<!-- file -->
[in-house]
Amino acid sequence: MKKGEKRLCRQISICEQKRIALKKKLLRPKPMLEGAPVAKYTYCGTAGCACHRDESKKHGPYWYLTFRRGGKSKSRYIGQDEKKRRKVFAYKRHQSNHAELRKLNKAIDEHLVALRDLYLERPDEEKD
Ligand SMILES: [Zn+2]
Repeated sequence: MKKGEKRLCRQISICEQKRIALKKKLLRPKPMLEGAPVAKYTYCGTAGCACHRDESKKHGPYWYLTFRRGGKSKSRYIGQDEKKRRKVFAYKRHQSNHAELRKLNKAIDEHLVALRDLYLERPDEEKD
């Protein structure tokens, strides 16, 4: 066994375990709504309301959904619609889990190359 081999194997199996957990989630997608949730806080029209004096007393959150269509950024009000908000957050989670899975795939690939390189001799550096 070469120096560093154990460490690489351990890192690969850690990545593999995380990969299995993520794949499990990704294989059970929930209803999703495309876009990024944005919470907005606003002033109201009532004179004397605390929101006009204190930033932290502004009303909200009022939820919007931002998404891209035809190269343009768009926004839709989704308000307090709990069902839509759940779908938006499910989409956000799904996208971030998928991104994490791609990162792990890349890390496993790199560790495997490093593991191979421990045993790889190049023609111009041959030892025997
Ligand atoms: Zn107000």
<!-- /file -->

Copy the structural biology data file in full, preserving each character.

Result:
[in-house]
Amino acid sequence: MKKGEKRLCRQISICEQKRIALKKKLLRPKPMLEGAPVAKYTYCGTAGCACHRDESKKHGPYWYLTFRRGGKSKSRYIGQDEKKRRKVFAYKRHQSNHAELRKLNKAIDEHLVALRDLYLERPDEEKD
Ligand SMILES: [Zn+2]
Repeated sequence: MKKGEKRLCRQISICEQKRIALKKKLLRPKPMLEGAPVAKYTYCGTAGCACHRDESKKHGPYWYLTFRRGGKSKSRYIGQDEKKRRKVFAYKRHQSNHAELRKLNKAIDEHLVALRDLYLERPDEEKD
């Protein structure tokens, strides 16, 4: 066994375990709504309301959904619609889990190359 081999194997199996957990989630997608949730806080029209004096007393959150269509950024009000908000957050989670899975795939690939390189001799550096 070469120096560093154990460490690489351990890192690969850690990545593999995380990969299995993520794949499990990704294989059970929930209803999703495309876009990024944005919470907005606003002033109201009532004179004397605390929101006009204190930033932290502004009303909200009022939820919007931002998404891209035809190269343009768009926004839709989704308000307090709990069902839509759940779908938006499910989409956000799904996208971030998928991104994490791609990162792990890349890390496993790199560790495997490093593991191979421990045993790889190049023609111009041959030892025997
Ligand atoms: Zn107000």